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Google Removes Apps that Stole Passwords

Google is working on pulling Android apps that commit major privacy violations. The company has removed nine apps from the Play Store after Dr Web analysts discovered they were trojans stealing Facebook login details. These weren’t obscure titles; the malware had over 5.8 million combined downloads and posed as easy-to-find titles like Horoscope Daily and Rubbish Cleaner.

The apps tricked users by loading the real Facebook sign-in page, only to load JavaScript from a command and control server to hijack credentials and pass them along to the app. They would also steal cookies from the authorization session. Facebook was the target in each case, but the creators could just have easily steered users toward other internet services.

There were five malware variants in the mix, but all of them used the same JavaScript code and configuration file formats to swipe information. Google said it banned all the app developers from the store, although that might not be much of a deterrent when the perpetrators can likely create new developer accounts. The company may need to screen for the malware itself to keep the attackers out.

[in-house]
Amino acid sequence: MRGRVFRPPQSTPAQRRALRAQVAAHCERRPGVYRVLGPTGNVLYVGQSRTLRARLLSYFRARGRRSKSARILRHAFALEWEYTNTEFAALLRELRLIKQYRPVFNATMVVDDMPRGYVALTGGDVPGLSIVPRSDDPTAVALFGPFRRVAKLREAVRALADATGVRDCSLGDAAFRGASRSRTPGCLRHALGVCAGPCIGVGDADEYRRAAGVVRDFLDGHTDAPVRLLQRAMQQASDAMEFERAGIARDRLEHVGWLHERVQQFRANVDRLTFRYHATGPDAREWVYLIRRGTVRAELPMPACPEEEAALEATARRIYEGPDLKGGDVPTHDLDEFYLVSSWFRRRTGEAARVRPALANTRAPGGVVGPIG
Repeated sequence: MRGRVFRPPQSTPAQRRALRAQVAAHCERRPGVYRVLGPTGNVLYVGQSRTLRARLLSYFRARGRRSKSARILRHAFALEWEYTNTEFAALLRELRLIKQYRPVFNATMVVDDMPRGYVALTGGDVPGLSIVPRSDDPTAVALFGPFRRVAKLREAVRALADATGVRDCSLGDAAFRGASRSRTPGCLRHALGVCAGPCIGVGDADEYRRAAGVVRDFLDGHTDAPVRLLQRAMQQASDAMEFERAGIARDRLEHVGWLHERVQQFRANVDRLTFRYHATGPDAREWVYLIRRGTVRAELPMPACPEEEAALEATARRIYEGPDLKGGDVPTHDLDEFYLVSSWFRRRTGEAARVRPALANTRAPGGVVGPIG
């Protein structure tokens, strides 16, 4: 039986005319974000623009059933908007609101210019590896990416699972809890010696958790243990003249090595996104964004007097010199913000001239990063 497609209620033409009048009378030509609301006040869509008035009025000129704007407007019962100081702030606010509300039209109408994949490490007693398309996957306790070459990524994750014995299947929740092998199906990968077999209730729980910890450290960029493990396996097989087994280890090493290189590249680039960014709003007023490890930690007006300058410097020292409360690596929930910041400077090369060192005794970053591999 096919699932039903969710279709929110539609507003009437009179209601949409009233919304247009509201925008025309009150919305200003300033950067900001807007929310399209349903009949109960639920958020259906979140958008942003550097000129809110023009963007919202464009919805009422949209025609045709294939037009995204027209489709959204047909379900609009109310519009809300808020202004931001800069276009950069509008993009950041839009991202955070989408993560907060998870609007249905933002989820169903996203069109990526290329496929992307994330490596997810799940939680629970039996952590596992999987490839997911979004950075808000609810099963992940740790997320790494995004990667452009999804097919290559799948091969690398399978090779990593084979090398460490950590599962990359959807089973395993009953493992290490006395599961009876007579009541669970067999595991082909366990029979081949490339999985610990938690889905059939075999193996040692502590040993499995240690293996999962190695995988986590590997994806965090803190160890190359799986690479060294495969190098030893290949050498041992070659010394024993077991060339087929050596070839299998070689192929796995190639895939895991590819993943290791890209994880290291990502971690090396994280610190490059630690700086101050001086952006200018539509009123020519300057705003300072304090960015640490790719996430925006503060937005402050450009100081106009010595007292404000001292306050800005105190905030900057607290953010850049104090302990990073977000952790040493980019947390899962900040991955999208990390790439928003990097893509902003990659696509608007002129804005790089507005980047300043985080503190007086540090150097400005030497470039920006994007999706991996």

Google largely automated screening keeps a lot of malware out of the Play Store, but the subtlety of the technique might have helped the rogue apps slip past these defences and leave victims unaware that their Facebook data fell into the wrong hands. Whatever the cause, it’s safe to say that you should be cautious about downloading utilities from unknown developers no matter how popular they seem. To trick users, the trojan apps would provide full functionality of their services and take away in-app ads if the users logged into their Facebook account via the application.

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